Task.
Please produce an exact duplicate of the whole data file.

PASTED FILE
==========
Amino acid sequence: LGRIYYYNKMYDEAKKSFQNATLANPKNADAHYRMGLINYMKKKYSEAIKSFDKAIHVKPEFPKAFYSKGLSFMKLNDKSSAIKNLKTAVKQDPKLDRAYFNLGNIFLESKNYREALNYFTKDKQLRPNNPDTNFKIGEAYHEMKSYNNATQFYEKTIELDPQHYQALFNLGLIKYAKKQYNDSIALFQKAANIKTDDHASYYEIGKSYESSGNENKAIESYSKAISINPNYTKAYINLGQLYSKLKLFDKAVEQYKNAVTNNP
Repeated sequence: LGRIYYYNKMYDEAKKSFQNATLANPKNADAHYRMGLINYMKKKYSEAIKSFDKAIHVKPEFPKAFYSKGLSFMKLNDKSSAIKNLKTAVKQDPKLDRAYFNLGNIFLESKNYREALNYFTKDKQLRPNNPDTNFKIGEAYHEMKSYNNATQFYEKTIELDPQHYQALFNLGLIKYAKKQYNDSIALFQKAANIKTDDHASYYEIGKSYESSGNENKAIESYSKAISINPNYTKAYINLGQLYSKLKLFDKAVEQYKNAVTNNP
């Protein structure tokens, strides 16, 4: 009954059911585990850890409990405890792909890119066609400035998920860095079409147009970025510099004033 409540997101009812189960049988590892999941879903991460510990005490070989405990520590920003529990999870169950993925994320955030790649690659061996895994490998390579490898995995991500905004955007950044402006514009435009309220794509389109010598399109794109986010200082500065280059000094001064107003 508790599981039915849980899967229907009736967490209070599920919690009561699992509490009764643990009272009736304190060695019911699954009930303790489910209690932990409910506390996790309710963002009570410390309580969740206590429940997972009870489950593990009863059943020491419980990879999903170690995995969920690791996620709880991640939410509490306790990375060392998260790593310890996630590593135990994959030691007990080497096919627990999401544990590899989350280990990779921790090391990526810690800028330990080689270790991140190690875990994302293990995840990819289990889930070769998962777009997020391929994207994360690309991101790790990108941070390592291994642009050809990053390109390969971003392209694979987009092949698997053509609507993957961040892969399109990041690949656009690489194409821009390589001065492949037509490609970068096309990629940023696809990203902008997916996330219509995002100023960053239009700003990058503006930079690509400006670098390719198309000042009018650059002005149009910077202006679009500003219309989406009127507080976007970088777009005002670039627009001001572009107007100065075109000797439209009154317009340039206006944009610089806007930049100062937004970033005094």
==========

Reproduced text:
Amino acid sequence: LGRIYYYNKMYDEAKKSFQNATLANPKNADAHYRMGLINYMKKKYSEAIKSFDKAIHVKPEFPKAFYSKGLSFMKLNDKSSAIKNLKTAVKQDPKLDRAYFNLGNIFLESKNYREALNYFTKDKQLRPNNPDTNFKIGEAYHEMKSYNNATQFYEKTIELDPQHYQALFNLGLIKYAKKQYNDSIALFQKAANIKTDDHASYYEIGKSYESSGNENKAIESYSKAISINPNYTKAYINLGQLYSKLKLFDKAVEQYKNAVTNNP
Repeated sequence: LGRIYYYNKMYDEAKKSFQNATLANPKNADAHYRMGLINYMKKKYSEAIKSFDKAIHVKPEFPKAFYSKGLSFMKLNDKSSAIKNLKTAVKQDPKLDRAYFNLGNIFLESKNYREALNYFTKDKQLRPNNPDTNFKIGEAYHEMKSYNNATQFYEKTIELDPQHYQALFNLGLIKYAKKQYNDSIALFQKAANIKTDDHASYYEIGKSYESSGNENKAIESYSKAISINPNYTKAYINLGQLYSKLKLFDKAVEQYKNAVTNNP
């Protein structure tokens, strides 16, 4: 009954059911585990850890409990405890792909890119066609400035998920860095079409147009970025510099004033 409540997101009812189960049988590892999941879903991460510990005490070989405990520590920003529990999870169950993925994320955030790649690659061996895994490998390579490898995995991500905004955007950044402006514009435009309220794509389109010598399109794109986010200082500065280059000094001064107003 508790599981039915849980899967229907009736967490209070599920919690009561699992509490009764643990009272009736304190060695019911699954009930303790489910209690932990409910506390996790309710963002009570410390309580969740206590429940997972009870489950593990009863059943020491419980990879999903170690995995969920690791996620709880991640939410509490306790990375060392998260790593310890996630590593135990994959030691007990080497096919627990999401544990590899989350280990990779921790090391990526810690800028330990080689270790991140190690875990994302293990995840990819289990889930070769998962777009997020391929994207994360690309991101790790990108941070390592291994642009050809990053390109390969971003392209694979987009092949698997053509609507993957961040892969399109990041690949656009690489194409821009390589001065492949037509490609970068096309990629940023696809990203902008997916996330219509995002100023960053239009700003990058503006930079690509400006670098390719198309000042009018650059002005149009910077202006679009500003219309989406009127507080976007970088777009005002670039627009001001572009107007100065075109000797439209009154317009340039206006944009610089806007930049100062937004970033005094």